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Los Cabos Dining

<em>Desayuno</em>
Los Cabos Dining
Given its location, you'd be forgiven for thinking that Los Cabos is all about seafood. It has great surf-inspired dishes, for sure, but its farm-to-table dining is fantastic, and expats have brought many cultural influences to bear on local dishes.
Photo by Alfredo Martínez
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    <em>Desayuno</em>
    Desayuno
    Mexicans take breakfast, or desayuno, very seriously. Get your chilaquiles (strips of fried tortilla topped with eggs, cheese, and lots of salsa) and fresh juice alongside the locals at Campestre. La Casa de Don Juan, which resembles a private home more than a restaurant, used to only open to serve breakfast but by popular demand, has added lunch hours. Order the huevos divorciados (two fried eggs—one topped with red salsa; the other with green—plated with refried beans). For a lighter meal, SUR Beach House serves healthy breakfasts and fresh fruit juices.
    Photo by Alfredo Martínez
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    A Meal by the Water
    A Meal by the Water
    With beaches along the Sea of Cortez as well as the Pacific, there is no shortage of places to eat with water in sight.  Two sibling-restaurants, Sunset Monalisa and Sunset Point both feature exceptional 180-degree vistas from patios that run right along the edge of the water—as their names imply, the views are best enjoyed as the sun dips into the ocean at the end of the day. In the blazing midday Baja California sun, sit in the shade on the deck at SUR Beach House for a terrific lunch or just order a drink delivered to your beach umbrella out on the sand.

    Photo by Alfredo Martínez
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    Fish Tacos
    Fish Tacos
    Unlike the rest of Mexico, Cabo may lack a distinctly regional culinary tradition, but it is definitely at the forefront of fish taco excellence. You can enjoy fistfuls of tacos pretty much anywhere in the towns of Los Cabos—you'll find Japanese-Mexican sushi taco concoctions at fancy resort restaurants or at simple stalls set up next to the beach. Try the crunchy shrimp tacos at Los Claros, in Cabo San Lucas, or head to Tacos Gardenias for a menu that extends beyond fish and shrimp tacos to shredded chicken, beef, carnitas (braised pork), cactus, chicharrón (fried pork rinds), and cochinita pibil (slow-roasted pork) varieties, too.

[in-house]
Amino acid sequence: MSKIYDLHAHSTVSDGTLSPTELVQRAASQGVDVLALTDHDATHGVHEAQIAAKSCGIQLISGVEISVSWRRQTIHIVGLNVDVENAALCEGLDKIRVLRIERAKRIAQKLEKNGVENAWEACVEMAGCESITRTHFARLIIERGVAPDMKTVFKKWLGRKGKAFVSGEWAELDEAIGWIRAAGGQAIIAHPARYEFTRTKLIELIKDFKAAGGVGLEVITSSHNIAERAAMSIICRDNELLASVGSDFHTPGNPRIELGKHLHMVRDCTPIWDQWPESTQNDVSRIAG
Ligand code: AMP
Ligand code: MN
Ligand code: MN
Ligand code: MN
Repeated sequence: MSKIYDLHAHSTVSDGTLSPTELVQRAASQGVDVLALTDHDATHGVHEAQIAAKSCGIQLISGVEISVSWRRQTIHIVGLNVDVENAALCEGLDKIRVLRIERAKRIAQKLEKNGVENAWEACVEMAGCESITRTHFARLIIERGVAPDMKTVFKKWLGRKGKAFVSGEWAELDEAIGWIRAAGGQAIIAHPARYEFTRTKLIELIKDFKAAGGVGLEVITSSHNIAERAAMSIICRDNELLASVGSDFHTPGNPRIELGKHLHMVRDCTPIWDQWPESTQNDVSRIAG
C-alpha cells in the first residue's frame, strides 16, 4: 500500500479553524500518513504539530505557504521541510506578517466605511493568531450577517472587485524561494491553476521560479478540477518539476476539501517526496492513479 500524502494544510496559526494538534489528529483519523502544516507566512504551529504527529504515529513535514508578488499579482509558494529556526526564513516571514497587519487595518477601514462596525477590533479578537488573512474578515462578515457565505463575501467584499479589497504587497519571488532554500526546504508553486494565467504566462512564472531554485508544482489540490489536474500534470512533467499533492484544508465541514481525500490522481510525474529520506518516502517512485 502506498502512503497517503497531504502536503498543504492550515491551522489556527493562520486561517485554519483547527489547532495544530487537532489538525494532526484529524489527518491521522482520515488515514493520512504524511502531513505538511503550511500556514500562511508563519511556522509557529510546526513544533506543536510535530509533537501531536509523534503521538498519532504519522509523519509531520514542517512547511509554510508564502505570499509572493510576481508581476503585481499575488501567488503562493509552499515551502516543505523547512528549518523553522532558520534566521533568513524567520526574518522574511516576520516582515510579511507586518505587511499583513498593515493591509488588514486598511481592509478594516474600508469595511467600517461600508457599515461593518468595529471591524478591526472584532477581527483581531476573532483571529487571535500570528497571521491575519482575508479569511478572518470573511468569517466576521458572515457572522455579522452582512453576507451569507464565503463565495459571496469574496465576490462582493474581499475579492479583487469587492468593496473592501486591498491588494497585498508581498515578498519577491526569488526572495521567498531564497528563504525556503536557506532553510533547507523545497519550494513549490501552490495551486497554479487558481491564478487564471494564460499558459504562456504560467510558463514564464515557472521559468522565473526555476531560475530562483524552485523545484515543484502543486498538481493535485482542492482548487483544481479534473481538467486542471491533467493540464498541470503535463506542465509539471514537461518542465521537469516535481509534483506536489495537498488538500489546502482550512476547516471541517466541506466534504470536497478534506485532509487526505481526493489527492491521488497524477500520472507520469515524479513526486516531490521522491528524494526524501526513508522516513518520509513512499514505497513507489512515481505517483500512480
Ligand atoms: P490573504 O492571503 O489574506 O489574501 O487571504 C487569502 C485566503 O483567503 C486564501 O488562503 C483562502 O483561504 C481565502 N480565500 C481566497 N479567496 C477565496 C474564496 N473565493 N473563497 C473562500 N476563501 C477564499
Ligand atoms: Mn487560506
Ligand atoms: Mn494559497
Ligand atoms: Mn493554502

Photo by Alfredo Martínez
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    Seaside Fusion
    Seaside Fusion
    The fresh seafood available in this region has drawn chefs from around the world, and the resulting experimentation is a boon for diners. The tasty intersection of Japanese and Mexican food is explored at Nick-San and that between French and Mexican cuisine is the focus at Café des Artistes at the JW Marriott Los Cabos Beach Resort.
    Photo courtesy of Café des Artistes
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    Eating Fresh
    Eating Fresh
    While the landscape along the Baja Peninsula is mostly beach or desert, there are a surprising number of small farms and the restaurants of the resort area benefit from their bounty. La Panga Antigua, an enchanting restaurant in downtown San José del Cabo, bases much of its menu on ancient Mexican recipes, but uses sustainable and locally sourced ingredients that include fish caught in these waters as well as organic vegetables from a farm in Pescadero. Peacock's, a pioneer in the modern eat-local movement, runs its own farm in Pescadero and you can taste the freshness on the plate. Only the beef served doesn't come from Baja (but it's still Mexican, from Sonora, and raised without growth hormones or GMO feed).
    Photo by Alfredo Martínez
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    To the Meat of the Matter
    To the Meat of the Matter
    In addition to chefs lured by the promise of plentiful fish, some restaurateurs turn to beef for a change of pace. Brazilian rodizio is the name of the game at the airy Madeira Bistro, where skewers generously laden with grilled meats are served with plentiful side dishes. Also opting for an open fire vibe, Chamuyo recreates an Argentine steak house—complete with a full open grill—in a courtyard setting in Cabo San Lucas.
    Photo by Alfredo Martínez
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